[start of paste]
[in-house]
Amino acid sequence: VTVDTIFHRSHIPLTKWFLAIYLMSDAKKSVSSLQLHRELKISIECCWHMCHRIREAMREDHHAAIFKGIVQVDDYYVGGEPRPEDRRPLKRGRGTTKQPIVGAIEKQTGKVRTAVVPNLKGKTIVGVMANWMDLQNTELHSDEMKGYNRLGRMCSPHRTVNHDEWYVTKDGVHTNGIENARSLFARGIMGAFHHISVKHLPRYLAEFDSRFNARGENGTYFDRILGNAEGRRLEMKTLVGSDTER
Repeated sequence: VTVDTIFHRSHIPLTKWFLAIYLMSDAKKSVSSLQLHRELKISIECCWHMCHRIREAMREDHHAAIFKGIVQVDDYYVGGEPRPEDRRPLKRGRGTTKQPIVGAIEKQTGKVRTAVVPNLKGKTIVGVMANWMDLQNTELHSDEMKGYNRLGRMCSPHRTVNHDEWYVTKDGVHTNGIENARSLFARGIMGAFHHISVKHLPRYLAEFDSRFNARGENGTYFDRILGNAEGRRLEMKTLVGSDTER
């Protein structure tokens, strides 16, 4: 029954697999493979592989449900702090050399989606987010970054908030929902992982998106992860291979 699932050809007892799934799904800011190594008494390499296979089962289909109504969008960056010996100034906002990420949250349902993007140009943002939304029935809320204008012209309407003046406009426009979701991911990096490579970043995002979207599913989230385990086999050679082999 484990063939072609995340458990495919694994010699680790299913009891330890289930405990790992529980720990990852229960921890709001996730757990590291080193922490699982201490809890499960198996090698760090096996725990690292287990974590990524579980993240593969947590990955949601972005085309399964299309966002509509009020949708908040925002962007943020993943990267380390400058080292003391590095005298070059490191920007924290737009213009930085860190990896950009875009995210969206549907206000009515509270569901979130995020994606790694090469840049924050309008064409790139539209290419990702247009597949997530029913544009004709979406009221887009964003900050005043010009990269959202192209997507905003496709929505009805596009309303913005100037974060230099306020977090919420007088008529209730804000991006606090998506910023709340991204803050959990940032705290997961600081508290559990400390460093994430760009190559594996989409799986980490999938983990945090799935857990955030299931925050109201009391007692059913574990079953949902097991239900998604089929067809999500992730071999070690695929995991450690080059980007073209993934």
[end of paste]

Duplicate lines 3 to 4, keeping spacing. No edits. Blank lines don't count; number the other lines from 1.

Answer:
Repeated sequence: VTVDTIFHRSHIPLTKWFLAIYLMSDAKKSVSSLQLHRELKISIECCWHMCHRIREAMREDHHAAIFKGIVQVDDYYVGGEPRPEDRRPLKRGRGTTKQPIVGAIEKQTGKVRTAVVPNLKGKTIVGVMANWMDLQNTELHSDEMKGYNRLGRMCSPHRTVNHDEWYVTKDGVHTNGIENARSLFARGIMGAFHHISVKHLPRYLAEFDSRFNARGENGTYFDRILGNAEGRRLEMKTLVGSDTER
């Protein structure tokens, strides 16, 4: 029954697999493979592989449900702090050399989606987010970054908030929902992982998106992860291979 699932050809007892799934799904800011190594008494390499296979089962289909109504969008960056010996100034906002990420949250349902993007140009943002939304029935809320204008012209309407003046406009426009979701991911990096490579970043995002979207599913989230385990086999050679082999 484990063939072609995340458990495919694994010699680790299913009891330890289930405990790992529980720990990852229960921890709001996730757990590291080193922490699982201490809890499960198996090698760090096996725990690292287990974590990524579980993240593969947590990955949601972005085309399964299309966002509509009020949708908040925002962007943020993943990267380390400058080292003391590095005298070059490191920007924290737009213009930085860190990896950009875009995210969206549907206000009515509270569901979130995020994606790694090469840049924050309008064409790139539209290419990702247009597949997530029913544009004709979406009221887009964003900050005043010009990269959202192209997507905003496709929505009805596009309303913005100037974060230099306020977090919420007088008529209730804000991006606090998506910023709340991204803050959990940032705290997961600081508290559990400390460093994430760009190559594996989409799986980490999938983990945090799935857990955030299931925050109201009391007692059913574990079953949902097991239900998604089929067809999500992730071999070690695929995991450690080059980007073209993934």